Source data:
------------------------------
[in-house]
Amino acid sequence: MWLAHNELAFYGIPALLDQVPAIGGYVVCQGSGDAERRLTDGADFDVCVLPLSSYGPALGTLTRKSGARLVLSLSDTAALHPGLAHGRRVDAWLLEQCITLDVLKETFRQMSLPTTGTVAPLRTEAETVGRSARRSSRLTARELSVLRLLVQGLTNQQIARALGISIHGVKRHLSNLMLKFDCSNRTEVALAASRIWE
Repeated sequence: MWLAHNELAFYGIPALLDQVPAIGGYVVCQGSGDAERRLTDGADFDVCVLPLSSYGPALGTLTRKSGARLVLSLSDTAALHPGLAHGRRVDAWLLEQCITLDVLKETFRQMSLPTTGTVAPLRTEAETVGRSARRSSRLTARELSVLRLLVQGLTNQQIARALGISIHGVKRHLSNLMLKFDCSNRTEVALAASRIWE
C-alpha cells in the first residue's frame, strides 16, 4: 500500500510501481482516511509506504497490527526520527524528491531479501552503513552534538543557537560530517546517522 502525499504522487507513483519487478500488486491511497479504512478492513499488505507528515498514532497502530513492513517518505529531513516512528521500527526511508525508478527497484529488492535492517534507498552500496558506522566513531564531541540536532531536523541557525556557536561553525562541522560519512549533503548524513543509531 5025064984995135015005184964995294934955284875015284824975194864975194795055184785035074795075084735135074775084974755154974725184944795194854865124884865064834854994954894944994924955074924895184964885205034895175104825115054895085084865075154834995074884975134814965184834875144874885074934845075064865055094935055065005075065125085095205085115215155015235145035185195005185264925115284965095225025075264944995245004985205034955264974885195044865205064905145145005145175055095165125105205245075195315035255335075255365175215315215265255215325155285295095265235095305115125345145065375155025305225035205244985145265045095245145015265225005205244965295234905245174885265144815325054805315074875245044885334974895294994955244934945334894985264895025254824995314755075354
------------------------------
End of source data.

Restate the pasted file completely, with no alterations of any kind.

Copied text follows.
[in-house]
Amino acid sequence: MWLAHNELAFYGIPALLDQVPAIGGYVVCQGSGDAERRLTDGADFDVCVLPLSSYGPALGTLTRKSGARLVLSLSDTAALHPGLAHGRRVDAWLLEQCITLDVLKETFRQMSLPTTGTVAPLRTEAETVGRSARRSSRLTARELSVLRLLVQGLTNQQIARALGISIHGVKRHLSNLMLKFDCSNRTEVALAASRIWE
Repeated sequence: MWLAHNELAFYGIPALLDQVPAIGGYVVCQGSGDAERRLTDGADFDVCVLPLSSYGPALGTLTRKSGARLVLSLSDTAALHPGLAHGRRVDAWLLEQCITLDVLKETFRQMSLPTTGTVAPLRTEAETVGRSARRSSRLTARELSVLRLLVQGLTNQQIARALGISIHGVKRHLSNLMLKFDCSNRTEVALAASRIWE
C-alpha cells in the first residue's frame, strides 16, 4: 500500500510501481482516511509506504497490527526520527524528491531479501552503513552534538543557537560530517546517522 502525499504522487507513483519487478500488486491511497479504512478492513499488505507528515498514532497502530513492513517518505529531513516512528521500527526511508525508478527497484529488492535492517534507498552500496558506522566513531564531541540536532531536523541557525556557536561553525562541522560519512549533503548524513543509531 5025064984995135015005184964995294934955284875015284824975194864975194795055184785035074795075084735135074775084974755154974725184944795194854865124884865064834854994954894944994924955074924895184964885205034895175104825115054895085084865075154834995074884975134814965184834875144874885074934845075064865055094935055065005075065125085095205085115215155015235145035185195005185264925115284965095225025075264944995245004985205034955264974885195044865205064905145145005145175055095165125105205245075195315035255335075255365175215315215265255215325155285295095265235095305115125345145065375155025305225035205244985145265045095245145015265225005205244965295234905245174885265144815325054805315074875245044885334974895294994955244934945334894985264895025254824995314755075354